One of the big differences in our approaches is the level of pessimism. You seem to have given the world good odds for surviving into the far future. My story doesn’t provide that security blanket. Reichert’s universe is just around the corner. We can almost see it from here. The end is nigh.

I think the phones in our pockets are a pretty good analogy to some of this stuff. The stakes might not always be as high as they are in our stories, but the road from dial-up Internet to social media apps spreading right-wing falsehoods on our smartphones is one that has met with precious little resistance, or even skepticism. If it blinks and vibrates, we want it. We’re paying a heavy price for playing such a passive role in society’s development, I think, for letting it all just happen to us. Change is steamrolling us, and each generation starts from a new bar, and on and on and on it goes. But you know what? There are people to blame besides us zombies on the bus who stare and tap at our devices all the way to the office. There are the scoundrels who develop and push this technology like a panacea. Who knows what some of these people might be capable of if they ever start having serious regrets. That’s where Reichert is coming from in “His Blade So Keen.”

Do you think science fiction is a better outlet for cultural theorizing like this than other genres, by the way, or could you see yourself exploring these questions in other forms? I increasingly find myself looking at issues like racism and terrorism in the horror fiction that I write as well.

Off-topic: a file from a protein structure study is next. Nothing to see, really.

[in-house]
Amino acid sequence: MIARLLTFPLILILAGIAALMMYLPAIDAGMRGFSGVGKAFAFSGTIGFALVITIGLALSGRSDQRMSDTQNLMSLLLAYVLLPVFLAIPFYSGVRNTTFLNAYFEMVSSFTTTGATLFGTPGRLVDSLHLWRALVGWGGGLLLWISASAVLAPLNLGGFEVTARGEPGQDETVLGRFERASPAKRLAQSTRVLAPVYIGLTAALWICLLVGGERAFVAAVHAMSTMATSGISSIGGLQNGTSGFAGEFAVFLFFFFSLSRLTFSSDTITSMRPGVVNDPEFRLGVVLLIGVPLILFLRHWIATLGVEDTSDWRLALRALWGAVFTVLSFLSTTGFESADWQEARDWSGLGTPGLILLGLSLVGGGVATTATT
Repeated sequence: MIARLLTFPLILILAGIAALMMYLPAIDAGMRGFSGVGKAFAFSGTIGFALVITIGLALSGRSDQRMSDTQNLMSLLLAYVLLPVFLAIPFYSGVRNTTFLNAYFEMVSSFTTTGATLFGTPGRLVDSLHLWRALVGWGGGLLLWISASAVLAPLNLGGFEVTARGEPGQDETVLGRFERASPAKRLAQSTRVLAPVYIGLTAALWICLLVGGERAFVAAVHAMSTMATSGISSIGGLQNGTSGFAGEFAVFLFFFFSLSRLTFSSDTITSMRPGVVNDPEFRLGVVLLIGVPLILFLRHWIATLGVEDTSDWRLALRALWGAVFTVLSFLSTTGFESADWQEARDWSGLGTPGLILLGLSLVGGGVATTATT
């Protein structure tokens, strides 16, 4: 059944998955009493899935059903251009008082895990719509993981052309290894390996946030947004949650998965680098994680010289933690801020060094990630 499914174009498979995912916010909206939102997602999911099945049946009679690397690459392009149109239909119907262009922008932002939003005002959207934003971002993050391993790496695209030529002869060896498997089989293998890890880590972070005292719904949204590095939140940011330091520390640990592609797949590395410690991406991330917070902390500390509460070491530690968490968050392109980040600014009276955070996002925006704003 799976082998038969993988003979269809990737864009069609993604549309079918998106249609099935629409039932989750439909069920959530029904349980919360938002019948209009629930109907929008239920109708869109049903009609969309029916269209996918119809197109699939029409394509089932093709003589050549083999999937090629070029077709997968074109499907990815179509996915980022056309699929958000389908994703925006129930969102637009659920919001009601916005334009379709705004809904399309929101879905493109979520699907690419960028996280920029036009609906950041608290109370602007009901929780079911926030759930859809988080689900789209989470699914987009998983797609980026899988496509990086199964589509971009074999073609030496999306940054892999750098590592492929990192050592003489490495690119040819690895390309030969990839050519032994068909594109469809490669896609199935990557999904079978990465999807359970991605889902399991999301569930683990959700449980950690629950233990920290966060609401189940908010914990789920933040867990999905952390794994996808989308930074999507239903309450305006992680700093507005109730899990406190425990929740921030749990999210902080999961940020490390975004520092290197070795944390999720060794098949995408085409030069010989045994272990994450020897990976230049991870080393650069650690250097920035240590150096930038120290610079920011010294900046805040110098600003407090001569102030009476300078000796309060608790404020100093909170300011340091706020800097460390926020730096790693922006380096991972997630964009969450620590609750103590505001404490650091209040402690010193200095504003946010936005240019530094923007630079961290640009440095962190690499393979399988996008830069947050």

Nick: I think science fiction is a great outlet for theorizing on the future for obvious reasons; however, I do think horror offers a great landscape for an equally compelling exploration of racism and terrorism. Jordan Peele's Get Out is a great, more recent, example. I see production companies chasing the next racial horror thing now, hoping to emulate it. I suppose Romero started it in many ways with Night of the Living Dead. That said, I can see all genres and stories getting more political with time. I just came home today from watching Joker. The film makes it obvious that we've finally reached a point where even our DC comic book spin-offs are getting serious and political. The series The Boys has some subversive messages that are darkly satirical and political, too. I suppose with a reality TV star as our president, we've reached an age where entertainment has become synonymous with politics. It’s no surprise that you and I are getting political, too, in our work. When getting political, it’s easy to feel pessimistic. While eJunky may display some level of hope, I think it's also deeply cynical in that the best attempts of people to make the world a better place all result in making things worse. In eJunky, people are gradually being replaced with machines and all of society’s efforts to avoid pain and suffering have, ironically, caused people to lose the willingness to live. The truth is, we'll probably somehow survive longer than we both think. However, the quality of our lives may have us wondering whether it's worth it. One of the themes in both of our stories is how we hope technology will make us feel happier, safer, better. But I think technology—the Internet, the social media visibility that makes us always feel like we’re at some high school reunion, trying to keep up with the world—has us all feeling more than a bit anxious and miserable. Let me cut to the heart of the matter here, Pete. What scares you the most about our future?